(1) Guest voting: If you hate your district, you could vote in a neighboring district. The more they gerrymander, the less predictable the election results.
(2) Results-based weighting: The winning candidates get more voting power in the legislature, reflecting how many people actually voted for them. If you win a boring and uncontested election where few people vote, then part of your vote in the legislature would be transferred to the winners who also had more real votes.
(3) Negative voting: A voter could use an electronic ballot to make it explicit that the vote is negative, not positive. The candidate with the most positive or fewest negative votes still wins, but if the election has too many negative votes, then that "winner" would be penalized, perhaps with a half term rather than a full term.

What wild and crazy ideas do you have for using computers to make elections better, not worse?
Transportation

Americans Still Deeply Skeptical About Driverless Cars, Says Poll (theverge.com) 275

A new poll was released today that basically repeats data we've seen in previous surveys: Americans still don't trust self-driving cars, and are nervous about the coming onslaught. The Verge reports: Asked how concerned they'd be to share the road with a driverless car, 31 percent said they'd be "very concerned," while 33 percent said "somewhat concerned," according to the poll which was just released by Advocates for Highway and Auto Safety. A majority (63 percent) said they would not support "mass exemptions" from federal motor vehicle safety standards for self-driving cars, and were not comfortable (75 percent) with automakers having the power to remotely disable vehicle controls, such as the steering wheel, and brake and gas pedals, when the autonomous vehicle is being operated by the computer. And people overwhelmingly support (75 percent) the U.S. Department of Transportation developing new standards related to driverless vehicles. The poll surveyed 1,005 adults between December 7-10th, 2017, with a margin of error of +/- 3.09 percent.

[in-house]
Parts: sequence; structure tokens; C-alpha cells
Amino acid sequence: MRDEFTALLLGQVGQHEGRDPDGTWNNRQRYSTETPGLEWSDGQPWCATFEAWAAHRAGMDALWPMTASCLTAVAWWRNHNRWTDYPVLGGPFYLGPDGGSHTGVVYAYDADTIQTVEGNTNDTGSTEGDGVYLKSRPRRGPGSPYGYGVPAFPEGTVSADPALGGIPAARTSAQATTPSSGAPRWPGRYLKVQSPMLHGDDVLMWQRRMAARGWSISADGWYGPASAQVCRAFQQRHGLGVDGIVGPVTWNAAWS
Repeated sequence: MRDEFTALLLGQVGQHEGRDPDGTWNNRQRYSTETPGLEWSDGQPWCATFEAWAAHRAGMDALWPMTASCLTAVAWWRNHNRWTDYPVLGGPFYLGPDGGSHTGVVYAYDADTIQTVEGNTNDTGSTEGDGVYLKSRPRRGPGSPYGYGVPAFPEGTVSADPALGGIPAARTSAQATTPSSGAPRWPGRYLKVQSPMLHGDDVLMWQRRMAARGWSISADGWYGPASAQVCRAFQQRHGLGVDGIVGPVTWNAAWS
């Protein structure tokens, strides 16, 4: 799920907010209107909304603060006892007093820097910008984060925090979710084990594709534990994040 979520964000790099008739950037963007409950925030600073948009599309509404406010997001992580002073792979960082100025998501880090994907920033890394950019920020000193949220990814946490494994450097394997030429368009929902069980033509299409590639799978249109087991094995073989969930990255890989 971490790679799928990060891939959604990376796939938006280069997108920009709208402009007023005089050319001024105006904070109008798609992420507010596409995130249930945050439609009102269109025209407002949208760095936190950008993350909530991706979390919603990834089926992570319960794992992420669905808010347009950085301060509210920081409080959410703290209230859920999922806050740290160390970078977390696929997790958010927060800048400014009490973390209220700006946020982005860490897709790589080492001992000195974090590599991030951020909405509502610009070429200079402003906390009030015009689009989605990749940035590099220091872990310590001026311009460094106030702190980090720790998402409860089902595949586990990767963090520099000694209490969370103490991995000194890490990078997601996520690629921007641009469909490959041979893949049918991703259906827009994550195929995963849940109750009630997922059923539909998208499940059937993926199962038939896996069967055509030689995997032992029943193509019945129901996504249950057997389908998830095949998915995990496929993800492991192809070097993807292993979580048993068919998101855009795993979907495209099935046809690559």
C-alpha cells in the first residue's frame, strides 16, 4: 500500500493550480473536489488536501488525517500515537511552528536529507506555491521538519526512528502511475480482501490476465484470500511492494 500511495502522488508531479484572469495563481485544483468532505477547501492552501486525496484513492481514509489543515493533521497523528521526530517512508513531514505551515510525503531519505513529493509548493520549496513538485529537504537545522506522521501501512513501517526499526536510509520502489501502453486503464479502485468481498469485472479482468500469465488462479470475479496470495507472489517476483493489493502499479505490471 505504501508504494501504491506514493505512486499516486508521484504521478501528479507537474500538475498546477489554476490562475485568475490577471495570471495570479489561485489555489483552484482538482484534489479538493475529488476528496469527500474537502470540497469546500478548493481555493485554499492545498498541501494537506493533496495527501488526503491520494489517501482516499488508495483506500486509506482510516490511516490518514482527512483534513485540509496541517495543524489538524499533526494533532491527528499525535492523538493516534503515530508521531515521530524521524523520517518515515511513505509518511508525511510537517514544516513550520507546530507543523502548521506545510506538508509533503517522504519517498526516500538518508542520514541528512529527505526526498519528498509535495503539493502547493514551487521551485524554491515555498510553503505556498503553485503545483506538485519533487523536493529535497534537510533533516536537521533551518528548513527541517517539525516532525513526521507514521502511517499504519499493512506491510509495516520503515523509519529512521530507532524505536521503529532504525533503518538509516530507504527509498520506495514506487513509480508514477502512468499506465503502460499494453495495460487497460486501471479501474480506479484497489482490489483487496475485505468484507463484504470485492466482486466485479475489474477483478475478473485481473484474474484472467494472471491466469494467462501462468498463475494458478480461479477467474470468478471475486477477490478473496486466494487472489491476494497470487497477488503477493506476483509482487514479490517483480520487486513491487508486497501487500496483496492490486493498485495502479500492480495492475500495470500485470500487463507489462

Power

Power Outage Brings CES To a Standstill For Nearly 2 Hours (cnet.com) 58

A major power outage brought a major portion of the Consumer Electronics Show in the Las Vegas Center to a standstill for nearly 2 hours today. The lights went out at around 11:13 a.m. PT, just as the second day of CES 2018 was ramping up, and didn't turn back on until around 12:34 p.m. PT. CNET reports: It came a day after more than an inch of rain fell in Las Vegas, which caused flash flooding in the desert city. (Wednesday's weather is clear and warm, and it's unclear if the power outage was at all related.) The first reports of the blackout came from the convention center's Central Hall, which houses the giant booths for show mainstays including Sony, Samsung, LG and Intel -- though Samsung's booth still had limited electricity thanks to its own private backup power. By noon, security guards were refusing entry to parts of the Convention Center. The website of Nevada Energy, the power provider, listed the cause of the problem as "customer-owned electrical equipment."
Power

Tesla's New York Gigafactory Kicks Off Solar Roof Production (bloomberg.com) 103

In an email Tuesday, Tesla said that its manufacturing of the long-awaited electricity-producing shingles began last month at a factory in Buffalo built with backing from New York State. It comes more than a year after Tesla unveiled the shingles to a mix of fanfare and skepticism. Bloomberg reports: The appeal: a sleek, clean solar product, especially for homeowners seeking to replace aging roofs. The tiles -- from most angles -- look like ordinary shingles. They allow light to pass from above and onto a standard flat solar cell. Tesla, the biggest U.S. installer of rooftop-solar systems, piloted the product on the homes of several employees. The company expects to begin installing roofs for customers within the next few months.

Tesla started production of solar cells and panels about four months ago at its Gigafactory 2 in Buffalo. New York committed $750 million to help build the 1.2 million-square-foot factory, which currently employs about 500 people. The plant will eventually create nearly 3,000 jobs in Western New York and nearly 5,000 statewide, Governor Andrew Cuomo said in 2015.

Graphics

Nvidia's GeForce Now Windows App Transforms Your Cheap Laptop Into a Gaming PC (theverge.com) 100